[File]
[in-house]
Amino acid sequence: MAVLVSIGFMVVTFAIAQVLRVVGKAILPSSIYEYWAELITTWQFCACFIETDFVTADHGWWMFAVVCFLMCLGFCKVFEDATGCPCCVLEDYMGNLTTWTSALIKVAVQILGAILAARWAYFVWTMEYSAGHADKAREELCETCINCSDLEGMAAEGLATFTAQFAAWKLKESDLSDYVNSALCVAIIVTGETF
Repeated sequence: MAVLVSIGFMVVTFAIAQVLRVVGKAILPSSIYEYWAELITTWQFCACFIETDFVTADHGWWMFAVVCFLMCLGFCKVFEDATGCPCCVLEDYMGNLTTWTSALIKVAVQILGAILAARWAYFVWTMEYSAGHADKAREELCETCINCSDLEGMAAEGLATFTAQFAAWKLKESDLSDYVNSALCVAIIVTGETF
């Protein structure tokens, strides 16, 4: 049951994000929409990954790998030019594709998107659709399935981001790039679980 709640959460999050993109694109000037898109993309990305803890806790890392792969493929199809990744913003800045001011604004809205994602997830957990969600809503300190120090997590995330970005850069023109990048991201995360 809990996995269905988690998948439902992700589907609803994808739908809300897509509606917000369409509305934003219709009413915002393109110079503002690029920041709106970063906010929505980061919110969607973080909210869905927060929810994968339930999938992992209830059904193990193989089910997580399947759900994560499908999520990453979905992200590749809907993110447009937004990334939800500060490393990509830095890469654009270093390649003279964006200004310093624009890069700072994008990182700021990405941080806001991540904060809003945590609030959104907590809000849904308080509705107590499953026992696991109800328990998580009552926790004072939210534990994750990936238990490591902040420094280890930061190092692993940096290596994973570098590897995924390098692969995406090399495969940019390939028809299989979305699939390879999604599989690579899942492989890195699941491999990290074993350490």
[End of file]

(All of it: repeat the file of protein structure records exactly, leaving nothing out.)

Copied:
[in-house]
Amino acid sequence: MAVLVSIGFMVVTFAIAQVLRVVGKAILPSSIYEYWAELITTWQFCACFIETDFVTADHGWWMFAVVCFLMCLGFCKVFEDATGCPCCVLEDYMGNLTTWTSALIKVAVQILGAILAARWAYFVWTMEYSAGHADKAREELCETCINCSDLEGMAAEGLATFTAQFAAWKLKESDLSDYVNSALCVAIIVTGETF
Repeated sequence: MAVLVSIGFMVVTFAIAQVLRVVGKAILPSSIYEYWAELITTWQFCACFIETDFVTADHGWWMFAVVCFLMCLGFCKVFEDATGCPCCVLEDYMGNLTTWTSALIKVAVQILGAILAARWAYFVWTMEYSAGHADKAREELCETCINCSDLEGMAAEGLATFTAQFAAWKLKESDLSDYVNSALCVAIIVTGETF
């Protein structure tokens, strides 16, 4: 049951994000929409990954790998030019594709998107659709399935981001790039679980 709640959460999050993109694109000037898109993309990305803890806790890392792969493929199809990744913003800045001011604004809205994602997830957990969600809503300190120090997590995330970005850069023109990048991201995360 809990996995269905988690998948439902992700589907609803994808739908809300897509509606917000369409509305934003219709009413915002393109110079503002690029920041709106970063906010929505980061919110969607973080909210869905927060929810994968339930999938992992209830059904193990193989089910997580399947759900994560499908999520990453979905992200590749809907993110447009937004990334939800500060490393990509830095890469654009270093390649003279964006200004310093624009890069700072994008990182700021990405941080806001991540904060809003945590609030959104907590809000849904308080509705107590499953026992696991109800328990998580009552926790004072939210534990994750990936238990490591902040420094280890930061190092692993940096290596994973570098590897995924390098692969995406090399495969940019390939028809299989979305699939390879999604599989690579899942492989890195699941491999990290074993350490």